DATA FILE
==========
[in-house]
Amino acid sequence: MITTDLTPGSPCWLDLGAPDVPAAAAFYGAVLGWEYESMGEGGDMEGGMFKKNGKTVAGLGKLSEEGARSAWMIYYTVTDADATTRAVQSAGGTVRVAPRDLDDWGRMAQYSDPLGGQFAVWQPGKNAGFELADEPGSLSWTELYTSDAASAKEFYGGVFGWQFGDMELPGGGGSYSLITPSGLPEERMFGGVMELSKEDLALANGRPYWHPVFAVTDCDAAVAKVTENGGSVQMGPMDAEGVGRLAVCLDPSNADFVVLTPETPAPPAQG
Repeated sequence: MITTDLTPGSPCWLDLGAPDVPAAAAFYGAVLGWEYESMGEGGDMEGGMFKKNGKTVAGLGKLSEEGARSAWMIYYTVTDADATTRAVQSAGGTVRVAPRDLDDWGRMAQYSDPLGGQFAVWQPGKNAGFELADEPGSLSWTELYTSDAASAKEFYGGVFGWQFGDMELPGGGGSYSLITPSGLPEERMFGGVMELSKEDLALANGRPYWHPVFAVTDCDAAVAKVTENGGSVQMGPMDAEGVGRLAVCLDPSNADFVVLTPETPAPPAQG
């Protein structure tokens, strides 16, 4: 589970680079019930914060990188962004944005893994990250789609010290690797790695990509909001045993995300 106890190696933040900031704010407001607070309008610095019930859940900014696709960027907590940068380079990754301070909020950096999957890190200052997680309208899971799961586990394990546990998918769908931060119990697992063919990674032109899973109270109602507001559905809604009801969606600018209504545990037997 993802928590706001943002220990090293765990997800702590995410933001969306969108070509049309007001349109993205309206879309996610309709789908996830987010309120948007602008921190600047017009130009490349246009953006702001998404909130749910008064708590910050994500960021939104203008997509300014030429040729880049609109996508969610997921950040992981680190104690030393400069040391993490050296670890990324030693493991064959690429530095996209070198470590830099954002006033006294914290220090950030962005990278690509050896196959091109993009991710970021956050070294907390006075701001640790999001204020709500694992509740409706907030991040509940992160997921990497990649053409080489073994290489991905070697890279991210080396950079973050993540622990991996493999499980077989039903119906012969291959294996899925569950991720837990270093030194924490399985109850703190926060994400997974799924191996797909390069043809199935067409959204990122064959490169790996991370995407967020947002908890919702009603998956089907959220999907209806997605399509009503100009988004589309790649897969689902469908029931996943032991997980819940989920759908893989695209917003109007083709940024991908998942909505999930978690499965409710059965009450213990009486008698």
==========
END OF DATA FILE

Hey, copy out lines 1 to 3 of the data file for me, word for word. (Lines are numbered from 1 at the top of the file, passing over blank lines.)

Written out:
[in-house]
Amino acid sequence: MITTDLTPGSPCWLDLGAPDVPAAAAFYGAVLGWEYESMGEGGDMEGGMFKKNGKTVAGLGKLSEEGARSAWMIYYTVTDADATTRAVQSAGGTVRVAPRDLDDWGRMAQYSDPLGGQFAVWQPGKNAGFELADEPGSLSWTELYTSDAASAKEFYGGVFGWQFGDMELPGGGGSYSLITPSGLPEERMFGGVMELSKEDLALANGRPYWHPVFAVTDCDAAVAKVTENGGSVQMGPMDAEGVGRLAVCLDPSNADFVVLTPETPAPPAQG
Repeated sequence: MITTDLTPGSPCWLDLGAPDVPAAAAFYGAVLGWEYESMGEGGDMEGGMFKKNGKTVAGLGKLSEEGARSAWMIYYTVTDADATTRAVQSAGGTVRVAPRDLDDWGRMAQYSDPLGGQFAVWQPGKNAGFELADEPGSLSWTELYTSDAASAKEFYGGVFGWQFGDMELPGGGGSYSLITPSGLPEERMFGGVMELSKEDLALANGRPYWHPVFAVTDCDAAVAKVTENGGSVQMGPMDAEGVGRLAVCLDPSNADFVVLTPETPAPPAQG